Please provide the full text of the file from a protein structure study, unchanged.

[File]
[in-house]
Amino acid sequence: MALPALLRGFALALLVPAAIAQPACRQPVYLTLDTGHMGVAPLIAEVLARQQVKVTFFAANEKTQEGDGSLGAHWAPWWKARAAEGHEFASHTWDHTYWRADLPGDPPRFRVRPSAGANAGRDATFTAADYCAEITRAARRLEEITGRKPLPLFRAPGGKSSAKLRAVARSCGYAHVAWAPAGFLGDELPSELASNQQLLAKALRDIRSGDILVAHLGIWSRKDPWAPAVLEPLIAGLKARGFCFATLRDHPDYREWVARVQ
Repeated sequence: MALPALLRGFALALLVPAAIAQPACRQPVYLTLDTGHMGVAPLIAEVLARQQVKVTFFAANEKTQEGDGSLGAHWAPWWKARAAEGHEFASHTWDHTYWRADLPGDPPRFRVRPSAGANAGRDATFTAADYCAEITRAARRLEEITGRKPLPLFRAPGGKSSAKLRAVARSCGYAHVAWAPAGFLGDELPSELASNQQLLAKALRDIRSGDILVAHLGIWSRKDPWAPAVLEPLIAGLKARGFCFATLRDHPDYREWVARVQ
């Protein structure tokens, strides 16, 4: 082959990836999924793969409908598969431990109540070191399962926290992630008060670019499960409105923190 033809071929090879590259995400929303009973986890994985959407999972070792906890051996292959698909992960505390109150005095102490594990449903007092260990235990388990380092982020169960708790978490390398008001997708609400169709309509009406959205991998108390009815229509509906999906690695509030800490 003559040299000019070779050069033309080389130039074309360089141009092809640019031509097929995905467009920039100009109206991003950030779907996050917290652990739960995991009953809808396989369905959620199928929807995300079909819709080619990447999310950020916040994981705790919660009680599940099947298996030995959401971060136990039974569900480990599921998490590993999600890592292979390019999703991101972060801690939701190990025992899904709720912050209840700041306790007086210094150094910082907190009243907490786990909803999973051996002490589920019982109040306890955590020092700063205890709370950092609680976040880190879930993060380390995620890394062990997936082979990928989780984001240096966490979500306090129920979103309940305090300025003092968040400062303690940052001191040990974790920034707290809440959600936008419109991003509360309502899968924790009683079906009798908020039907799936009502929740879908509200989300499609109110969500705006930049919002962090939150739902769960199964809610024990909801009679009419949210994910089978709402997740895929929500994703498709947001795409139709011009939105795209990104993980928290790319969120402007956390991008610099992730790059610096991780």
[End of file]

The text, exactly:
[in-house]
Amino acid sequence: MALPALLRGFALALLVPAAIAQPACRQPVYLTLDTGHMGVAPLIAEVLARQQVKVTFFAANEKTQEGDGSLGAHWAPWWKARAAEGHEFASHTWDHTYWRADLPGDPPRFRVRPSAGANAGRDATFTAADYCAEITRAARRLEEITGRKPLPLFRAPGGKSSAKLRAVARSCGYAHVAWAPAGFLGDELPSELASNQQLLAKALRDIRSGDILVAHLGIWSRKDPWAPAVLEPLIAGLKARGFCFATLRDHPDYREWVARVQ
Repeated sequence: MALPALLRGFALALLVPAAIAQPACRQPVYLTLDTGHMGVAPLIAEVLARQQVKVTFFAANEKTQEGDGSLGAHWAPWWKARAAEGHEFASHTWDHTYWRADLPGDPPRFRVRPSAGANAGRDATFTAADYCAEITRAARRLEEITGRKPLPLFRAPGGKSSAKLRAVARSCGYAHVAWAPAGFLGDELPSELASNQQLLAKALRDIRSGDILVAHLGIWSRKDPWAPAVLEPLIAGLKARGFCFATLRDHPDYREWVARVQ
């Protein structure tokens, strides 16, 4: 082959990836999924793969409908598969431990109540070191399962926290992630008060670019499960409105923190 033809071929090879590259995400929303009973986890994985959407999972070792906890051996292959698909992960505390109150005095102490594990449903007092260990235990388990380092982020169960708790978490390398008001997708609400169709309509009406959205991998108390009815229509509906999906690695509030800490 003559040299000019070779050069033309080389130039074309360089141009092809640019031509097929995905467009920039100009109206991003950030779907996050917290652990739960995991009953809808396989369905959620199928929807995300079909819709080619990447999310950020916040994981705790919660009680599940099947298996030995959401971060136990039974569900480990599921998490590993999600890592292979390019999703991101972060801690939701190990025992899904709720912050209840700041306790007086210094150094910082907190009243907490786990909803999973051996002490589920019982109040306890955590020092700063205890709370950092609680976040880190879930993060380390995620890394062990997936082979990928989780984001240096966490979500306090129920979103309940305090300025003092968040400062303690940052001191040990974790920034707290809440959600936008419109991003509360309502899968924790009683079906009798908020039907799936009502929740879908509200989300499609109110969500705006930049919002962090939150739902769960199964809610024990909801009679009419949210994910089978709402997740895929929500994703498709947001795409139709011009939105795209990104993980928290790319969120402007956390991008610099992730790059610096991780």